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HIV prevention: A quiet revolution

Source: PSE June/July 2018

Paul Steinberg, lead commissioner of the London HIV Prevention Programme (LHPP), argues that the capital’s successful fight against HIV is a remarkable example of what can be achieved when local authorities work innovatively across boundaries to speak with one voice.

It no longer hits the headlines as much as it once did, but HIV remains one of the UK’s most serious public health challenges.

This is particularly the case in London. The capital is home to an estimated 38,700 people living with HIV – accounting for 43% of all people with the condition in England. Lack of awareness, late diagnosis, and continuing stigma all contribute to the risk of onward transmission and poorer health outcomes.

The issue has undoubtedly been made even more difficult by cuts to local authority public health budgets, leading to reductions in many prevention, testing and support services. Yet, in the face of this immense challenge, and after a decade of worsening HIV rates, London has recently achieved remarkable progress in addressing the HIV epidemic.

For the very first time, there was a downward trend in the number of people being diagnosed with HIV in the capital in 2016, despite more people testing – and doing so more frequently. This includes an astonishing 40% drop in HIV diagnoses in five central London clinics – a reduction that has not occurred on the same scale in the rest of the country.

Earlier this year, the capital joined the worldwide Fast-Track Cities initiative and became one of the first global cities to meet the UN’s ambitious HIV diagnosis and treatment targets. Working together with other cities, London has pledged to achieve three key HIV goals by 2030: zero new transmissions, zero deaths, and zero stigma. If current trends continue, London can be confident of achieving these ambitious goals.

But this success has not happened magically – or overnight. In the past few years, the quiet revolution in the way London commissions HIV prevention and testing services has played a major role.

Responding to the capital’s high rates of HIV and to the transfer of public health responsibilities to local government, London boroughs came together and launched the innovative LHPP in 2014. 

The LHPP is a public health success story. Overseen strategically by London Councils and managed by the London Borough of Lambeth, the LHPP represents a radical reboot not only to HIV prevention, but also to the way public health campaigns are run. Through pooling resources across the capital, boroughs benefit from a high-value programme that delivers economies of scale and, most importantly, a clear impact on community health.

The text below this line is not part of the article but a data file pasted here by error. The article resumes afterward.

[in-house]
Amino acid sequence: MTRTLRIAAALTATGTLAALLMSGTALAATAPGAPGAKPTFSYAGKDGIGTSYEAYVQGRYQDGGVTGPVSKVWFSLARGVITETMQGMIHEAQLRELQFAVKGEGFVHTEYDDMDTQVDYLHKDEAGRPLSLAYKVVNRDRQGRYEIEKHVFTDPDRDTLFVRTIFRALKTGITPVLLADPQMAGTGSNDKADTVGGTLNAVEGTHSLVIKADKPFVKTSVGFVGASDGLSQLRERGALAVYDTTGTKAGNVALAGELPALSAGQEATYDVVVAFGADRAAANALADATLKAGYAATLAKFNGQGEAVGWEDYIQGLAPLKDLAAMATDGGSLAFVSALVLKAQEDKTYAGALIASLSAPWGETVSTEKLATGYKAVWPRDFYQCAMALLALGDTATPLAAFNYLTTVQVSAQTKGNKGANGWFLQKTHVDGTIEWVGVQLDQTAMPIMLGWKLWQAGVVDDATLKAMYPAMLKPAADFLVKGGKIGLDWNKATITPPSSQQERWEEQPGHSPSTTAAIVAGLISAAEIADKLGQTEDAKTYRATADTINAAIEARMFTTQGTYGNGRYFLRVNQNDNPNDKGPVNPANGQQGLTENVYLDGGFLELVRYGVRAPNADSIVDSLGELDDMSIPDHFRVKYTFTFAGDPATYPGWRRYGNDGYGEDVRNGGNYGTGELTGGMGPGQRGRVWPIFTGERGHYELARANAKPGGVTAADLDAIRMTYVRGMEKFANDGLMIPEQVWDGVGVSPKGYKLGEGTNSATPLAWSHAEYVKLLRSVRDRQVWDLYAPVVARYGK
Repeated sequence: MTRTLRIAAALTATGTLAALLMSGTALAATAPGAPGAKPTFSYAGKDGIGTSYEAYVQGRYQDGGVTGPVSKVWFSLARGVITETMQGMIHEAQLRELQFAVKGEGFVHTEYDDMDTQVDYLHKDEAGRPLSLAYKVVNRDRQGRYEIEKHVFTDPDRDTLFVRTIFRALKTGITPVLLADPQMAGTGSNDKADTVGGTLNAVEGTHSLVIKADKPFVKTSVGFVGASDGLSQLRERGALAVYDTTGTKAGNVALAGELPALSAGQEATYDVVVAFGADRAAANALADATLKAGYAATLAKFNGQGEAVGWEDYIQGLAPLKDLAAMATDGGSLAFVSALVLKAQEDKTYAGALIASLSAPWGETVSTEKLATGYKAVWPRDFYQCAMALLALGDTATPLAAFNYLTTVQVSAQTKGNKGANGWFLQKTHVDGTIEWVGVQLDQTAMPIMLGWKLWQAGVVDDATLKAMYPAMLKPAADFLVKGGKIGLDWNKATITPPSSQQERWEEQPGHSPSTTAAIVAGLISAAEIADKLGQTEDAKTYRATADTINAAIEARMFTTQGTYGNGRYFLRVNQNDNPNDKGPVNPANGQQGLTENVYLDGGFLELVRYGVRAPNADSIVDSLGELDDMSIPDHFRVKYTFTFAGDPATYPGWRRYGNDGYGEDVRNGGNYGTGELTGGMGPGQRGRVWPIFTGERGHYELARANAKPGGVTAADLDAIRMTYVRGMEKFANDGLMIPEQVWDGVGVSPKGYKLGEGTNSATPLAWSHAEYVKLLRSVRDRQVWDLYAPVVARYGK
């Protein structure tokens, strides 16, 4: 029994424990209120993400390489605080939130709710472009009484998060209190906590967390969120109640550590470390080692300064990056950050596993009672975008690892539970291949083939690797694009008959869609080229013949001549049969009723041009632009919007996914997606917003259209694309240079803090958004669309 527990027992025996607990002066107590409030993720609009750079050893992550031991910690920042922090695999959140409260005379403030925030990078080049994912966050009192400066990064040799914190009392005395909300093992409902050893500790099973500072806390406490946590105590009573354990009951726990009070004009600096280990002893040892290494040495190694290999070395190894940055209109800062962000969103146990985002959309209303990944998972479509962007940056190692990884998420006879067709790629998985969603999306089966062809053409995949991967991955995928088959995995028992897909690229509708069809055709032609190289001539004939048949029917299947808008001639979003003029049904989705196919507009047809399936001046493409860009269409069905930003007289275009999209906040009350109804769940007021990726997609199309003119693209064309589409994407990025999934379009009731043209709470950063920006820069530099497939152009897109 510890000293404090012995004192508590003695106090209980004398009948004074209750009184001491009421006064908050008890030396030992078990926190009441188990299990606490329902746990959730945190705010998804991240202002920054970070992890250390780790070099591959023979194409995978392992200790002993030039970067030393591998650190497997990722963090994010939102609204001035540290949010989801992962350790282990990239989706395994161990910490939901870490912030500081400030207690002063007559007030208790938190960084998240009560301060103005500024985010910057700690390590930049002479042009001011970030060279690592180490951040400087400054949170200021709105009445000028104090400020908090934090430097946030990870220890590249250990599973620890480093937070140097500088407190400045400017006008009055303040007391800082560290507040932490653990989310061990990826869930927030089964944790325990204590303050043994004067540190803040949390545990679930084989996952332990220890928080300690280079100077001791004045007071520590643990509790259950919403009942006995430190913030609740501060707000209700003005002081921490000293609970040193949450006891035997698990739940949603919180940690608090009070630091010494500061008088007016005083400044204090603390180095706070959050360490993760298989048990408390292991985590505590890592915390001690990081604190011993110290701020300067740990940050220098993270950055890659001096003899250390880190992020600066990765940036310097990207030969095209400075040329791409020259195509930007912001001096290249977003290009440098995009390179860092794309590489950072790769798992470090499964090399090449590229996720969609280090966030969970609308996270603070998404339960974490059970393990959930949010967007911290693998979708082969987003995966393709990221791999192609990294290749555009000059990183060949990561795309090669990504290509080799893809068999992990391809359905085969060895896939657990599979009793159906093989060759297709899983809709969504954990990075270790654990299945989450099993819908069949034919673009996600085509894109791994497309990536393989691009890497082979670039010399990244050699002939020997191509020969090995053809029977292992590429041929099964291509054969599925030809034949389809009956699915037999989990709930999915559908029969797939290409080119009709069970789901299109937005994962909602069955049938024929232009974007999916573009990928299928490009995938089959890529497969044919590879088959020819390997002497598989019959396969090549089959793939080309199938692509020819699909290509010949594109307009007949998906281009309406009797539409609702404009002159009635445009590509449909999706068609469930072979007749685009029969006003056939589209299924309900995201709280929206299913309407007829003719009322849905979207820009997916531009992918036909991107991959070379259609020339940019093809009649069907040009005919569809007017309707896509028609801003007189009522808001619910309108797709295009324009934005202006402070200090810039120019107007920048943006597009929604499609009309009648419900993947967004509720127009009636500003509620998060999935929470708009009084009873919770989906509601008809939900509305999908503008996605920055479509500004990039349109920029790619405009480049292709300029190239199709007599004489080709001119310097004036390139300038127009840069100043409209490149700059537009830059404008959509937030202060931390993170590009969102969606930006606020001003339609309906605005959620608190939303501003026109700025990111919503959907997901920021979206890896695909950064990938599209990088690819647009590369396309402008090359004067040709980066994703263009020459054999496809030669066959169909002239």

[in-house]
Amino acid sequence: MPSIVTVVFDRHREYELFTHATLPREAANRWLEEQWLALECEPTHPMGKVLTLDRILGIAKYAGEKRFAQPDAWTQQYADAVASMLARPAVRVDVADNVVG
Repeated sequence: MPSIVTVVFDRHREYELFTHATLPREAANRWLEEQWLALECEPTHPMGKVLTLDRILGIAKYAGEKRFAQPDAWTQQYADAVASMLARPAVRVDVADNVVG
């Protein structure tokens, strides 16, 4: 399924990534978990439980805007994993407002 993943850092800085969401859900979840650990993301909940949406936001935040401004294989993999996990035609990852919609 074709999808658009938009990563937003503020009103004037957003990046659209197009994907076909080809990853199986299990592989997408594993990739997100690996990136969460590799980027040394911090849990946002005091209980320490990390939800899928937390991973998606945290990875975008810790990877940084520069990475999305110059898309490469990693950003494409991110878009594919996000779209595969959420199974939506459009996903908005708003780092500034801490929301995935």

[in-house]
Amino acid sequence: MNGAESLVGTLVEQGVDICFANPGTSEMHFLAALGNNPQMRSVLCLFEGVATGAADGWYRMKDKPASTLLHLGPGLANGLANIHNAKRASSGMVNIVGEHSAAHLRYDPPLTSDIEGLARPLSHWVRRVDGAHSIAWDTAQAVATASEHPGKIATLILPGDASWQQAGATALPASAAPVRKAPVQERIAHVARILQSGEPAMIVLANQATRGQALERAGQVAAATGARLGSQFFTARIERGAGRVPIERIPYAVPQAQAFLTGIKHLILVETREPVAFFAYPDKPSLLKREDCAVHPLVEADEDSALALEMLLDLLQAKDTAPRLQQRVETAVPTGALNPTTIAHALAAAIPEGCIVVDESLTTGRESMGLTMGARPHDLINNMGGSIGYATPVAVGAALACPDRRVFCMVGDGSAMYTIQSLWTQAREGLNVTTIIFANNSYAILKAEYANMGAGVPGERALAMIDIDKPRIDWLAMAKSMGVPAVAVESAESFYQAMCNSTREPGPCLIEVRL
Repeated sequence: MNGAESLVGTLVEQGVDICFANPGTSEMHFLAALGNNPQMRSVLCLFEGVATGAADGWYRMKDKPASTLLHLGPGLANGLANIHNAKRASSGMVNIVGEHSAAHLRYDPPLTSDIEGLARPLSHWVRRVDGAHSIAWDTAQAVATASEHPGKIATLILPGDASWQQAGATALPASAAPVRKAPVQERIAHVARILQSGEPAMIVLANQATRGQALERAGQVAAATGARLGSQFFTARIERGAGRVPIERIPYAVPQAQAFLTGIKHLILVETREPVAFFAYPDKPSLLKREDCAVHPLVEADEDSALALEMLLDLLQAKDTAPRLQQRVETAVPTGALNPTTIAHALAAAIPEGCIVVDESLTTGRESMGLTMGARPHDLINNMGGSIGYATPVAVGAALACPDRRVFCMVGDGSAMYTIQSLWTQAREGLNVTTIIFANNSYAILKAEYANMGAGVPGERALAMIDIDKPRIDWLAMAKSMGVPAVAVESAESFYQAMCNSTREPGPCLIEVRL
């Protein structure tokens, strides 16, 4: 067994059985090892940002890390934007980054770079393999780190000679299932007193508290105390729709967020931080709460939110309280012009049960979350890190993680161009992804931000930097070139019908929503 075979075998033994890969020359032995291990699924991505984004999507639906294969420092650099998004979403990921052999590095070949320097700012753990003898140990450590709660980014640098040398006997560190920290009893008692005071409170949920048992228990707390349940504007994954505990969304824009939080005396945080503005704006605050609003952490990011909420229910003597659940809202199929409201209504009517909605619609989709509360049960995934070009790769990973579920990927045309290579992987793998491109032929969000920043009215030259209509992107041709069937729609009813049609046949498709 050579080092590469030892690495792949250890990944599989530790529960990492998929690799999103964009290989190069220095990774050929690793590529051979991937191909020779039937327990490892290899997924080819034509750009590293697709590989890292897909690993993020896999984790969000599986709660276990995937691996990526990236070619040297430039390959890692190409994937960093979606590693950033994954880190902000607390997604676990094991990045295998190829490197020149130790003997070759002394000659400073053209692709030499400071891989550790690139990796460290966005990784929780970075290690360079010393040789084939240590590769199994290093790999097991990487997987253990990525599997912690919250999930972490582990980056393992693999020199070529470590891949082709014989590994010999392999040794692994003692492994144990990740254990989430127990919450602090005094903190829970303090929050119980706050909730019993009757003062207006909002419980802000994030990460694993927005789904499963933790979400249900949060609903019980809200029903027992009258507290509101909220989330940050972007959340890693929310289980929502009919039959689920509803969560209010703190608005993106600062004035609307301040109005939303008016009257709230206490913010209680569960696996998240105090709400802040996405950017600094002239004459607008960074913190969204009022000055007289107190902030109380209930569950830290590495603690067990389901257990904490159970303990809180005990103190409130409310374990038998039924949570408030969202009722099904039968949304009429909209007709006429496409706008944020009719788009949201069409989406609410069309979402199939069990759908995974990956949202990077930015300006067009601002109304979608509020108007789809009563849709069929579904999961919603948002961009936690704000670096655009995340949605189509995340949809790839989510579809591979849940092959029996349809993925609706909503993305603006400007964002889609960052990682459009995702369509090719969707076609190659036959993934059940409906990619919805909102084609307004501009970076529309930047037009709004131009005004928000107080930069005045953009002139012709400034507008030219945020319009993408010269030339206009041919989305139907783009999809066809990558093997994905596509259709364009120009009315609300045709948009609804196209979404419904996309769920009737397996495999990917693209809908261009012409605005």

Furthermore, the LHPP’s city-wide public HIV awareness campaign – Do It London – has grown from an upstart campaign to becoming a mainstay of the capital’s sexual health offer. Using the latest data and advertising methods, it is both accessible and innovative. It was the first official campaign in the UK to promote Pre-Exposure Prophylaxis (PrEP) and ‘undetectable’ HIV status as core HIV prevention options, alongside more recognised methods such as condom use and regular testing.

Since its launch, Do It London’s messages have been shared in 17,000 street-side adverts, 26,000 ad panels inside buses and London Underground trains, and have been seen across 55 million digital display impressions on Londoners’ mobiles, tablets and laptops. It was praised by the president of the International AIDS Society as “simple but comprehensive,” and it has been copied by cities around the world.

Independent evaluation shows Do It London has had a real influence, boosting Londoners’ awareness of how to prevent HIV. The consistency of the campaign’s messaging throughout the capital is vital for amplifying the impact – it would be much harder to achieve this if each of London’s 33 local authorities ran individual HIV prevention campaigns. 

London now leads the way in the fight against HIV. We’re determined to continue this progress into the next decade, maintaining the momentum to achieve Fast-Track City goals. But we also stand as a testament to the power of collaboration across organisational boundaries, demonstrating what can be achieved through cross-borough working and innovation.


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